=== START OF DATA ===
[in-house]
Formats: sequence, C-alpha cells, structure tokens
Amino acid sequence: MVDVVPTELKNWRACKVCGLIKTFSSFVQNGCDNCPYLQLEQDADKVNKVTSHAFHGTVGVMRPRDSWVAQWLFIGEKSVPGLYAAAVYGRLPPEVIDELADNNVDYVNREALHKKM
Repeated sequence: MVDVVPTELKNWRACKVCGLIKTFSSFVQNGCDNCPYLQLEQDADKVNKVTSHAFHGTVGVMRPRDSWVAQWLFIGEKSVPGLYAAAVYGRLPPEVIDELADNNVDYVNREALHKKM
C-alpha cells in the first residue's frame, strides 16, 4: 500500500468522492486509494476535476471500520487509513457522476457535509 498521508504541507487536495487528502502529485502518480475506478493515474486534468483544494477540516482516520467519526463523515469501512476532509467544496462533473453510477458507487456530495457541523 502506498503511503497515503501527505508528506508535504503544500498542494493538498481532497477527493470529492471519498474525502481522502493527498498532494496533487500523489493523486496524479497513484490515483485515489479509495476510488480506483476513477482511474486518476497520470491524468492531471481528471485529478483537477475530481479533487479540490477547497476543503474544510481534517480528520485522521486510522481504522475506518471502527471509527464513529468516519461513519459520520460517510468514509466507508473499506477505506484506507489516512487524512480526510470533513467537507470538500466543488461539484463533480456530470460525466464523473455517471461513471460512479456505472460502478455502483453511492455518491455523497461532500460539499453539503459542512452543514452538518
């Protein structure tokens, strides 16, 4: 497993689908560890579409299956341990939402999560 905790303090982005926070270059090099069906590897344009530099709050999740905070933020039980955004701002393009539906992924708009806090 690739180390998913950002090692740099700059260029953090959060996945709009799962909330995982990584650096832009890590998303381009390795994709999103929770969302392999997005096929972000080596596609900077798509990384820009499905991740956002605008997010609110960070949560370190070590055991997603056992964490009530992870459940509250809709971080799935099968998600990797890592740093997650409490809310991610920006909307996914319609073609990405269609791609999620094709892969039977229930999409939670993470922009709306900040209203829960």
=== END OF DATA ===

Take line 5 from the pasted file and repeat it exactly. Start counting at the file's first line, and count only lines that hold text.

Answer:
C-alpha cells in the first residue's frame, strides 16, 4: 500500500468522492486509494476535476471500520487509513457522476457535509 498521508504541507487536495487528502502529485502518480475506478493515474486534468483544494477540516482516520467519526463523515469501512476532509467544496462533473453510477458507487456530495457541523 502506498503511503497515503501527505508528506508535504503544500498542494493538498481532497477527493470529492471519498474525502481522502493527498498532494496533487500523489493523486496524479497513484490515483485515489479509495476510488480506483476513477482511474486518476497520470491524468492531471481528471485529478483537477475530481479533487479540490477547497476543503474544510481534517480528520485522521486510522481504522475506518471502527471509527464513529468516519461513519459520520460517510468514509466507508473499506477505506484506507489516512487524512480526510470533513467537507470538500466543488461539484463533480456530470460525466464523473455517471461513471460512479456505472460502478455502483453511492455518491455523497461532500460539499453539503459542512452543514452538518